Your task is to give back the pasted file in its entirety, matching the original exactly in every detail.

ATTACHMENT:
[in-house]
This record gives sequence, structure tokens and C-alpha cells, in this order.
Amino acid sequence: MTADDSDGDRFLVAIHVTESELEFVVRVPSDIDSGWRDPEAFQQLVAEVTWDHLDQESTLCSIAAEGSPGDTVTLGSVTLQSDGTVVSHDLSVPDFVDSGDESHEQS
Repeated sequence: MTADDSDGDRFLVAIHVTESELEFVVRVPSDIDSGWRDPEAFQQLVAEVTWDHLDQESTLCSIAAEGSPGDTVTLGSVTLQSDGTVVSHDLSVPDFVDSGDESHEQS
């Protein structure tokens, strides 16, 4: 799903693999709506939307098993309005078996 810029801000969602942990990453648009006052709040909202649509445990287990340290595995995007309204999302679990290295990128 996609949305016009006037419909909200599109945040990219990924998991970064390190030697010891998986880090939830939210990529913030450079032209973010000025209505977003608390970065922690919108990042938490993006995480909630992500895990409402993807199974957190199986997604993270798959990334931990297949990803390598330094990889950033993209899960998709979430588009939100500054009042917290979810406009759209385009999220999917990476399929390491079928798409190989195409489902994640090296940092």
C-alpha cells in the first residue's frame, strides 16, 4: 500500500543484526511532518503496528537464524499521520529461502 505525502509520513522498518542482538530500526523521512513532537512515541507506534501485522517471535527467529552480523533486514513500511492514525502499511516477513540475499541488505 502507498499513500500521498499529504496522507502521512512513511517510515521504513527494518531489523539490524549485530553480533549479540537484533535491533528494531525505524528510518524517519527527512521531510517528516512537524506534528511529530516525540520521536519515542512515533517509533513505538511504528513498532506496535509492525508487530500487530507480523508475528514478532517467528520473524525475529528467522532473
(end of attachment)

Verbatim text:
[in-house]
This record gives sequence, structure tokens and C-alpha cells, in this order.
Amino acid sequence: MTADDSDGDRFLVAIHVTESELEFVVRVPSDIDSGWRDPEAFQQLVAEVTWDHLDQESTLCSIAAEGSPGDTVTLGSVTLQSDGTVVSHDLSVPDFVDSGDESHEQS
Repeated sequence: MTADDSDGDRFLVAIHVTESELEFVVRVPSDIDSGWRDPEAFQQLVAEVTWDHLDQESTLCSIAAEGSPGDTVTLGSVTLQSDGTVVSHDLSVPDFVDSGDESHEQS
């Protein structure tokens, strides 16, 4: 799903693999709506939307098993309005078996 810029801000969602942990990453648009006052709040909202649509445990287990340290595995995007309204999302679990290295990128 996609949305016009006037419909909200599109945040990219990924998991970064390190030697010891998986880090939830939210990529913030450079032209973010000025209505977003608390970065922690919108990042938490993006995480909630992500895990409402993807199974957190199986997604993270798959990334931990297949990803390598330094990889950033993209899960998709979430588009939100500054009042917290979810406009759209385009999220999917990476399929390491079928798409190989195409489902994640090296940092």
C-alpha cells in the first residue's frame, strides 16, 4: 500500500543484526511532518503496528537464524499521520529461502 505525502509520513522498518542482538530500526523521512513532537512515541507506534501485522517471535527467529552480523533486514513500511492514525502499511516477513540475499541488505 502507498499513500500521498499529504496522507502521512512513511517510515521504513527494518531489523539490524549485530553480533549479540537484533535491533528494531525505524528510518524517519527527512521531510517528516512537524506534528511529530516525540520521536519515542512515533517509533513505538511504528513498532506496535509492525508487530500487530507480523508475528514478532517467528520473524525475529528467522532473